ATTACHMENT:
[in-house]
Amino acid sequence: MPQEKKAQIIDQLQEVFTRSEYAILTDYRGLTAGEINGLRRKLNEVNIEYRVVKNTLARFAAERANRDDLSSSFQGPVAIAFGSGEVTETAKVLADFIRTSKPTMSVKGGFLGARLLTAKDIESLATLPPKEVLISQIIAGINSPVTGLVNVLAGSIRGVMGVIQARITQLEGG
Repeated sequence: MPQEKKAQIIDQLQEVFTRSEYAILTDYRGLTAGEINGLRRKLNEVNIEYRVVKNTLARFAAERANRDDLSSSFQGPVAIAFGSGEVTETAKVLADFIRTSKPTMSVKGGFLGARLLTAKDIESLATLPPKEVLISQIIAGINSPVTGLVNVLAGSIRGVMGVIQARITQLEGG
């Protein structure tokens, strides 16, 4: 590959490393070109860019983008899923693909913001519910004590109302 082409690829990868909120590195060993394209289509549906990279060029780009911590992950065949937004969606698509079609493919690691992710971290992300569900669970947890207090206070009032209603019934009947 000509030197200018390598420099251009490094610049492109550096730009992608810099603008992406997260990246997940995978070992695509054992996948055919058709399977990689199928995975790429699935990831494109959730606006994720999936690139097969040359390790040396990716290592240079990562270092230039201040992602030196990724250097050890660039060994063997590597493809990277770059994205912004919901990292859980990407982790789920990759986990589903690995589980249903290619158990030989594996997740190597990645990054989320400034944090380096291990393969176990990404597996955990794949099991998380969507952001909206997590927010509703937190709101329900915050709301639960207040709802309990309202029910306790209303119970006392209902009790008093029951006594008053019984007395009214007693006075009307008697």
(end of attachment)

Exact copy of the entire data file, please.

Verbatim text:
[in-house]
Amino acid sequence: MPQEKKAQIIDQLQEVFTRSEYAILTDYRGLTAGEINGLRRKLNEVNIEYRVVKNTLARFAAERANRDDLSSSFQGPVAIAFGSGEVTETAKVLADFIRTSKPTMSVKGGFLGARLLTAKDIESLATLPPKEVLISQIIAGINSPVTGLVNVLAGSIRGVMGVIQARITQLEGG
Repeated sequence: MPQEKKAQIIDQLQEVFTRSEYAILTDYRGLTAGEINGLRRKLNEVNIEYRVVKNTLARFAAERANRDDLSSSFQGPVAIAFGSGEVTETAKVLADFIRTSKPTMSVKGGFLGARLLTAKDIESLATLPPKEVLISQIIAGINSPVTGLVNVLAGSIRGVMGVIQARITQLEGG
């Protein structure tokens, strides 16, 4: 590959490393070109860019983008899923693909913001519910004590109302 082409690829990868909120590195060993394209289509549906990279060029780009911590992950065949937004969606698509079609493919690691992710971290992300569900669970947890207090206070009032209603019934009947 000509030197200018390598420099251009490094610049492109550096730009992608810099603008992406997260990246997940995978070992695509054992996948055919058709399977990689199928995975790429699935990831494109959730606006994720999936690139097969040359390790040396990716290592240079990562270092230039201040992602030196990724250097050890660039060994063997590597493809990277770059994205912004919901990292859980990407982790789920990759986990589903690995589980249903290619158990030989594996997740190597990645990054989320400034944090380096291990393969176990990404597996955990794949099991998380969507952001909206997590927010509703937190709101329900915050709301639960207040709802309990309202029910306790209303119970006392209902009790008093029951006594008053019984007395009214007693006075009307008697």